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Horse Judging & Hippology: A Closer Look

By Allie Anderson
 
Have you ever wondered what our youth on the St. Johns County 4-H Horse Judging and Hippology teams do?
 
St. Johns County 4-H is proud to have youth actively participating on both the horse judging and hippology teams. Each year, these youth have the opportunity to represent St. Johns County at a variety of contests including the Florida State Fair Horse Judging Contest and the State 4-H Horse Judging and Hippology Contest. Recently, our intermediate and senior teams brought home second place at the State 4-H Hippology contest. Youth have the option of competing as an individual or as a team. A team can consist of three to four members. As a result of participating in these projects, youth can develop valuable life skills that will benefit them throughout their life.
 
Horse Judging
 
Horse judging remains a favorite activity among equine-enthusiastic youth due to its involvement with real horses. In horse judging, youth will learn to judge a variety of disciplines within the equine industry. Each discipline boasts numerous classes. A class will focus on specific traits that allow the horse and rider to excel.
Youth judging a stock type halter class.
Classes can consist of halter, performance, and scored classes. As a judge, it is the youth’s responsibility to critique, score and appropriately place the horse and rider based on their performance. Contests will usually consist of eight classes that each showcase four horses. Youth will observe each class and then turn in a card with their placing.
 
Youth in the senior division may be asked to give oral reasons on classes chosen by contest officials. Oral reasons are when a youth delivers a 1-2 minute presentation to an official judge defending their placings. Each class and oral reason presentation is scored out of 50 points. Scores are then calculated and tallied to determine overall team and individual placings.
 
Hippology
 
Derived from the Greek word hippo, hippology means the study of the horse. A hippology contest will consist of four phases: ID stations, written exam/slides, judging, and the team problem. These four sections will divulge into all things equine science related. From vet tools to feed tag labels, hippology aims to test youth on a variety of topics they might encounter in the equine industry. If you are someone who excels at logic and problem solving, then hippology might be the project for you!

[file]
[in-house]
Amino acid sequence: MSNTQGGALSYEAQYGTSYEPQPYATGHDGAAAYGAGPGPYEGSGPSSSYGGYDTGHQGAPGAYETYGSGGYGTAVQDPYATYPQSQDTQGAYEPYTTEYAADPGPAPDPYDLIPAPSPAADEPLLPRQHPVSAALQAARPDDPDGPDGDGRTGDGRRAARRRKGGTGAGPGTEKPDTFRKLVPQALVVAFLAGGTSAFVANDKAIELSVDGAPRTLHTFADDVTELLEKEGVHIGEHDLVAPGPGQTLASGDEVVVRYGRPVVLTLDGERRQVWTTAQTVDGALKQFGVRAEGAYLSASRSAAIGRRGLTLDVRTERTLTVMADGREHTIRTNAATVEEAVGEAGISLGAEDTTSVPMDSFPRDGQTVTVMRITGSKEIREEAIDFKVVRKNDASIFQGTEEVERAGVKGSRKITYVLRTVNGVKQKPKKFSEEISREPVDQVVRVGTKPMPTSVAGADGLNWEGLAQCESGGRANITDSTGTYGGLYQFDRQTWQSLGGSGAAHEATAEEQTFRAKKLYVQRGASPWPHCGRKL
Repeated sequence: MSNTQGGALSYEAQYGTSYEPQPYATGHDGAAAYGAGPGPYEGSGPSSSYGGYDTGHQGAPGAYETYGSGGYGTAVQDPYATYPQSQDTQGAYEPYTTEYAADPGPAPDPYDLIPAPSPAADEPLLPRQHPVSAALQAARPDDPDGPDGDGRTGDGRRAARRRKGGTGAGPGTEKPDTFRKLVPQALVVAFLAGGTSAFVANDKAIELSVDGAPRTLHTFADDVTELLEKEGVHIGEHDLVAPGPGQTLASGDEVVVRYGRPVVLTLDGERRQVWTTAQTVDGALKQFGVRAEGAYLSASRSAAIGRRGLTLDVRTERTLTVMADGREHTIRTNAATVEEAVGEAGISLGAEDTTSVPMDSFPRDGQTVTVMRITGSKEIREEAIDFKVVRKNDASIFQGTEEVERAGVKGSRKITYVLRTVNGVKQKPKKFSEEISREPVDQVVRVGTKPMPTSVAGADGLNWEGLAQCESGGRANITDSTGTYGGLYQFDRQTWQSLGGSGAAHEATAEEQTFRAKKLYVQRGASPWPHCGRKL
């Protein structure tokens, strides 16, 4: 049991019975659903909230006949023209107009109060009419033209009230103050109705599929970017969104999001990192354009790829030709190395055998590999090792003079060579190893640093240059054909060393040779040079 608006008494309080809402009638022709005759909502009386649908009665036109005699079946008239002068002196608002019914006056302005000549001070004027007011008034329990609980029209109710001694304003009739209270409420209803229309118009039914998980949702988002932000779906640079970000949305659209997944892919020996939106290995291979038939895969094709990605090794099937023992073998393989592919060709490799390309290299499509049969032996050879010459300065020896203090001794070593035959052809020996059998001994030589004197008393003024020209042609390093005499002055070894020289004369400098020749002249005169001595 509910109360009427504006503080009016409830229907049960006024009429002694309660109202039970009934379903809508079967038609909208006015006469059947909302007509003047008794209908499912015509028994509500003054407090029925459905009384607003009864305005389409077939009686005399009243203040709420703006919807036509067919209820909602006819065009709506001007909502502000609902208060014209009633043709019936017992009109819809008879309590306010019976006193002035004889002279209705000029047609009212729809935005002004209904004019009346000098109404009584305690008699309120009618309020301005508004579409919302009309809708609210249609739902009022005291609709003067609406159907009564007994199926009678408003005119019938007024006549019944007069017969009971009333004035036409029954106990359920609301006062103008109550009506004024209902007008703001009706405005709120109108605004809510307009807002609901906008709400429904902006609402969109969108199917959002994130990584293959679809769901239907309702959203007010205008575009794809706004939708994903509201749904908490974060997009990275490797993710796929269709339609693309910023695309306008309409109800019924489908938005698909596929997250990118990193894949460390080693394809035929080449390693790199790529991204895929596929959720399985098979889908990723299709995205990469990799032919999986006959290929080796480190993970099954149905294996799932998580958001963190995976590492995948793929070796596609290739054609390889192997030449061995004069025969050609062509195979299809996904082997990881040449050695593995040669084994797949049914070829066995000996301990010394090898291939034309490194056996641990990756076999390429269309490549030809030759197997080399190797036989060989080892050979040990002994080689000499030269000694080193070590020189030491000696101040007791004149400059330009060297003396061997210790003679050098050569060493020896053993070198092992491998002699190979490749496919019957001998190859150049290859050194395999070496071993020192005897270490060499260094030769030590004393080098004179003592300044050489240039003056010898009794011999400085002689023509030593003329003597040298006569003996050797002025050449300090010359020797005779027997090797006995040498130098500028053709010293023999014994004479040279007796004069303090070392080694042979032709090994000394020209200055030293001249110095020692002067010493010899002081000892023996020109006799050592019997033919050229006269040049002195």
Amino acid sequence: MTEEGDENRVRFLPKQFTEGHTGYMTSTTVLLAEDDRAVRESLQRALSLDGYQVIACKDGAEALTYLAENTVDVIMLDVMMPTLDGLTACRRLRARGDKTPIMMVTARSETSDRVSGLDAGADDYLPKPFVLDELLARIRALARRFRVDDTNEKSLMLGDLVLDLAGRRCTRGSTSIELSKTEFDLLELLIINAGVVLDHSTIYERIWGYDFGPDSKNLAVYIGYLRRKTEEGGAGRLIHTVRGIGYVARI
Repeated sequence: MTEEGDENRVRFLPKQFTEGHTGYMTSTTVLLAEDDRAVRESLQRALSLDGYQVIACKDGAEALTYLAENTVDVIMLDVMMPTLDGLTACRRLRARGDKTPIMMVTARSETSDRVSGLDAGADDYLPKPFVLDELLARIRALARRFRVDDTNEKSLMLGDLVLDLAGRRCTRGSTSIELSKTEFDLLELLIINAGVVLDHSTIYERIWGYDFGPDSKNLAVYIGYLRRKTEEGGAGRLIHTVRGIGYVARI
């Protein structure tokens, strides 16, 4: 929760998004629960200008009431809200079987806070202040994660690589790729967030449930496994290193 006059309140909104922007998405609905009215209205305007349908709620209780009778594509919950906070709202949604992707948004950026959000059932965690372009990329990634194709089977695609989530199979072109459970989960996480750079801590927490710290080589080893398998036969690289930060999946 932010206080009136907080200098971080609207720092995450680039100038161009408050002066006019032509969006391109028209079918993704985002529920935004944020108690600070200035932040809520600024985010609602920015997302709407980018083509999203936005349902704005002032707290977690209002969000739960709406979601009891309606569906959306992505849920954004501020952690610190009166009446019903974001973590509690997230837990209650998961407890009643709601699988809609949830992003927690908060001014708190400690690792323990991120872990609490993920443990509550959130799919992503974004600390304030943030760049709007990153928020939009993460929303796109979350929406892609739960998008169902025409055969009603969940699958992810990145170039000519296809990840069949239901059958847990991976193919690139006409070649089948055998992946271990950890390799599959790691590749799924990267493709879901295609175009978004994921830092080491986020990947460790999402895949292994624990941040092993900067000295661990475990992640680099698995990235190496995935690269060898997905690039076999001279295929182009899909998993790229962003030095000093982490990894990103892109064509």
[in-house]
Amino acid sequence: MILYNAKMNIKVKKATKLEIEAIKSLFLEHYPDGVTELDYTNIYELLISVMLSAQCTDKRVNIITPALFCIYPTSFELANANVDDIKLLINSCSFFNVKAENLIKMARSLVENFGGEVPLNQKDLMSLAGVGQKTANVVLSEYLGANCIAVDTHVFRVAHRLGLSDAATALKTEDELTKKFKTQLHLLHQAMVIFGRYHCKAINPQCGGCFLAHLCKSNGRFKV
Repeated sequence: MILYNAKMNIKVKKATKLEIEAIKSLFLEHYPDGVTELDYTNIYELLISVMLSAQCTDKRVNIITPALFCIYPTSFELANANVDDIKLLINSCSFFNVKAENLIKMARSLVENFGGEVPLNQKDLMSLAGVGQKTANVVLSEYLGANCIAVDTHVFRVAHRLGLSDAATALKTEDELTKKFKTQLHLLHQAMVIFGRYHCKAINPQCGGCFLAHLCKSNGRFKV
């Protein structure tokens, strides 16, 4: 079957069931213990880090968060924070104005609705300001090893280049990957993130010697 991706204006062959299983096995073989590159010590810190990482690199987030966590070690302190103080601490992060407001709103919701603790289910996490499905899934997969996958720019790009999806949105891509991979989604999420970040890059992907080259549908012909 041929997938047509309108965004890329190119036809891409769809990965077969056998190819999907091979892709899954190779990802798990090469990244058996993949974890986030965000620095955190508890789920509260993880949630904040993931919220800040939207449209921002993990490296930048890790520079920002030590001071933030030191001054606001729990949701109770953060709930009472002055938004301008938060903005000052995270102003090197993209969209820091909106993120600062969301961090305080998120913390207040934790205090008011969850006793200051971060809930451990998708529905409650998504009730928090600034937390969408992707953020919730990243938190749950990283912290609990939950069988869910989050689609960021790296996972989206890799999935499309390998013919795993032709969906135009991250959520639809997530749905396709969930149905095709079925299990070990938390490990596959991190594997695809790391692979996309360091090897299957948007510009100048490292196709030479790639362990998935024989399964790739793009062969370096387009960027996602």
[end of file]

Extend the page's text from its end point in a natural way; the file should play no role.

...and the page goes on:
ID Stations
 
During stations, youth will be individually placed at a table that displays questions relating to a specific topic such as tack, breeds, nutrition, or anatomy. Youth will have two minutes to complete the questions before being asked to rotate to the next table.
 
Written Exam/Slides
 
Youth have one hour to take an exam and answer questions based off of photos on a slide show. Test topics can include grooming, behavior, medical care, and history.
Youth hard at work answering questions on the written exam.
Judging
 
The judging phase of the hippology contest is a shorter version of the horse judging contest. Typically, instead of judging eight classes, hippology contestants will only judge four classes. Classes can consist of halter, performance, and scored classes.
 
Team Problem
 
The team problem phase requires youth to collaborate on a given issue relevant to the equine industry. Intermediate teams are typically given one hour to write and submit a response to contest officials. Senior teams can be given both planned problems and impromptu problems. In a planned problem, the team will be given 10 minutes to organize and prepare a presentation that will be given to contest officials. For impromptu problems, the team must solve the given problem in front of contest officials and answer questions along the way.
 
A Lasting Impact
 
While there are some key differences between the projects, both will allow youth to gain important knowledge about equine science and management that can be transferrable to future animal science related careers. More importantly, being on the team will encourage youth to develop valuable life skills such as time management, public speaking, critical thinking, and problem solving. These skills can benefit youth throughout their personal, academic and professional lives.

 

Source : ufl.edu

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